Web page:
Richard J. Davidson, PhD
Richard J. Davidson, PhD, is the William James and Vilas Research Professor of Psychology and Psychiatry and founder & director of the Center for Healthy Minds, University of Wisconsin-Madison.
He received his PhD from Harvard University in psychology and has been at Wisconsin since 1984. He has published more than 440 articles, numerous chapters, and reviews and edited 14 books. He is the author (with Sharon Begley) of The Emotional Life of Your Brain, published by Penguin in 2012. He is co-author (with Daniel Goleman) of Altered Traits: Science Reveals How Meditation Changes Your Mind, Brain, and Body, published by Penguin Books in 2017.
He is the recipient of numerous awards for his research, including a National Institute of Mental Health Research Scientist Award, a MERIT Award from NIMH, an Established Investigator Award from the National Alliance for Research in Schizophrenia and Affective Disorders (NARSAD), a Distinguished Investigator Award from NARSAD, the William James Fellow Award from the American Psychological Society, and the Hilldale Award from the University of Wisconsin-Madison. He was the year 2000 recipient of the most distinguished award for science given by the American Psychological Association—the Distinguished Scientific Contribution Award. He was the founding co-editor of the new American Psychological Association journal Emotion and is past president of the Society for Research in Psychopathology and of the Society for Psychophysiological Research.
In 2003, he was elected to the American Academy of Arts and Sciences and in 2004 to the Wisconsin Academy of Sciences, Arts and Letters. Named one of the 100 most influential people in the world by Time magazine in 2006, he was also awarded the first Mani Bhaumik Award by UCLA for advancing the understanding of the brain and conscious mind in healing that year. Madison Magazine named him Person of the Year in 2007. In 2008, he founded the Center for Healthy Minds, a research center dedicated to the study of positive qualities, such as kindness and compassion. In 2011, he was given the Paul D. MacLean Award for Outstanding Neuroscience Research in Psychosomatic Medicine. He served on the Scientific Advisory Board at the Max Planck Institute for Human Cognitive and Brain Sciences in Leipzig from 2011-2019 and was Chair of the Psychology section of the American Association for the Advancement of Science from 2011-2013. In 2013, he received the NYU College of Arts and Science Alumni Achievement Award. He is a current member of the World Economic Forum’s Global Agenda Council on Mental Health. From 1992-2017, he was a member of the Mind and Life Institute’s Board of Directors. In 2017, he was elected to the National Academy of Medicine, the premier authority dedicated to the health and medical sciences. In 2018, he was appointed to the governing board of UNESCO’s Mahatma Gandhi Institute of Education for Peace and Sustainable Development (MGIEP). He joined the Scientific Advisory Board at Harvard’s Lee Kum Sheung Center for Health and Happiness for the years 2019-2022.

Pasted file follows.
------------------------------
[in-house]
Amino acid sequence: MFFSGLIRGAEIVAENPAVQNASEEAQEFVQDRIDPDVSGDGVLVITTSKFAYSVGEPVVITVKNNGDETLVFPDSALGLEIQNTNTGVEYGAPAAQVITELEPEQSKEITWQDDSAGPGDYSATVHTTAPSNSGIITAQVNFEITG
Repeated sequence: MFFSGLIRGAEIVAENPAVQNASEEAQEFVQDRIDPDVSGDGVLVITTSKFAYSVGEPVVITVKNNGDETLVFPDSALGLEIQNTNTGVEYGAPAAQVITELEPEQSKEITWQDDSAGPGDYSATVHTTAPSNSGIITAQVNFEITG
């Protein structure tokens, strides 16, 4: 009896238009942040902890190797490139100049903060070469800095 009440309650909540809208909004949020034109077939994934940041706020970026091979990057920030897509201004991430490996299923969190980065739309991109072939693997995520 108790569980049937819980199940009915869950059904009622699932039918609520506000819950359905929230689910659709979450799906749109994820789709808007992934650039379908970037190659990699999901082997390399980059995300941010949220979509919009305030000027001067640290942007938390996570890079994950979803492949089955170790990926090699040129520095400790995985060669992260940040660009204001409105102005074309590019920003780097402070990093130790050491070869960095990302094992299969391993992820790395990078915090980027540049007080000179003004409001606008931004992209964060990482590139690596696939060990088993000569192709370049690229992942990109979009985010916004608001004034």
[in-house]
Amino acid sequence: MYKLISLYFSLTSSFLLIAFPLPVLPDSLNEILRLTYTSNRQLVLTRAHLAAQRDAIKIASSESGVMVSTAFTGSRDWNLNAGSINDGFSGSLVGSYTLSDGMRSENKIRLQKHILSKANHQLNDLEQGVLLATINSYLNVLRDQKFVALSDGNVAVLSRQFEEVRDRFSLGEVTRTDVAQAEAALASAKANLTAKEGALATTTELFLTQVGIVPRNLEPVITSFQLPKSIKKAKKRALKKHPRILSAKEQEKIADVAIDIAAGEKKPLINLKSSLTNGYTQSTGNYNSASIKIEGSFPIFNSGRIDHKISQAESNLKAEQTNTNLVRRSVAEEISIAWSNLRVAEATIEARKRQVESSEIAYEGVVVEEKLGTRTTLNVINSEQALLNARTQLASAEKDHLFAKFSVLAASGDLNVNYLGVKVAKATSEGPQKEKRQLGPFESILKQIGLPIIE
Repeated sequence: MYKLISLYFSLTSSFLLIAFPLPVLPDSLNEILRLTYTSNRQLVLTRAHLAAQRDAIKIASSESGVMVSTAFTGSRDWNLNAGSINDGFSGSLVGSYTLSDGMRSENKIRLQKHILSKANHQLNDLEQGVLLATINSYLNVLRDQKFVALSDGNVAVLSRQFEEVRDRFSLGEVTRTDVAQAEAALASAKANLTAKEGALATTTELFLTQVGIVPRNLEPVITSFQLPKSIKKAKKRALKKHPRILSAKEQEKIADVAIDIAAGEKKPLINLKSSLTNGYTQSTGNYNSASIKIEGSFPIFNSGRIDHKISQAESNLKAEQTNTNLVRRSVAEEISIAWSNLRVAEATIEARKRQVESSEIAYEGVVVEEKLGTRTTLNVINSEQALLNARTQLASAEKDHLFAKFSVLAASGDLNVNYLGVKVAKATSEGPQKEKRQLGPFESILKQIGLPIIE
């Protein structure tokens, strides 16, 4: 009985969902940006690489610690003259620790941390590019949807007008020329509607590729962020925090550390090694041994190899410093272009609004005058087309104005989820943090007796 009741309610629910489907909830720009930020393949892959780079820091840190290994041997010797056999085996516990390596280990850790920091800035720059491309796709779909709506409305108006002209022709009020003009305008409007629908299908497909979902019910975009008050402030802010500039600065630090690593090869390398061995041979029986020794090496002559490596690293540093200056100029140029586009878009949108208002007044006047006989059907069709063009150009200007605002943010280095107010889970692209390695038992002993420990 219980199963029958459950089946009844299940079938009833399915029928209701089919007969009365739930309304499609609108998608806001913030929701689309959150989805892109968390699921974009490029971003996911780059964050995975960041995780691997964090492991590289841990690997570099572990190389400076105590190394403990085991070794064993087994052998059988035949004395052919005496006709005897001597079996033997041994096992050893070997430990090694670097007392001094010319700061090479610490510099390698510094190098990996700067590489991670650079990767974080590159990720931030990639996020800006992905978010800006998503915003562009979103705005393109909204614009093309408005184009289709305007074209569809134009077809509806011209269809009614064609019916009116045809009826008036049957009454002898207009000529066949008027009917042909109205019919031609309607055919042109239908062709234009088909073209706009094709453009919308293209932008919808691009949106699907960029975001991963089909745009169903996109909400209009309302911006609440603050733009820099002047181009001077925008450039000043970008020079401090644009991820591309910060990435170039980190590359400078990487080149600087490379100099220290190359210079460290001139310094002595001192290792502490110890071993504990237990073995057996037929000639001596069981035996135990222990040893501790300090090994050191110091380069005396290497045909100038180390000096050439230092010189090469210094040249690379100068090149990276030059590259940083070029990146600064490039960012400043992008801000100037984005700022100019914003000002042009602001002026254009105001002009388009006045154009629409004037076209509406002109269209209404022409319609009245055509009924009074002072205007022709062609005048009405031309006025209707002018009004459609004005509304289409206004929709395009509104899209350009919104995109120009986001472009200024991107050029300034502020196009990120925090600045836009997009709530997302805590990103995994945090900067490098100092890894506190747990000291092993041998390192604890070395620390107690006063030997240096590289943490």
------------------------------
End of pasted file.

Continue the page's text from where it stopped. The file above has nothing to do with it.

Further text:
His research is broadly focused on the neural bases of emotion and emotional style and methods to promote human flourishing, including meditation and related contemplative practices. His studies have included persons of all ages, from birth though old age, and have also included individuals with disorders of emotion such as mood and anxiety disorders and autism, as well as expert meditation practitioners with tens of thousands of hours of experience. His research uses a wide range of methods, including different varieties of MRI, positron emission tomography, electroencephalography, and modern genetic and epigenetic methods.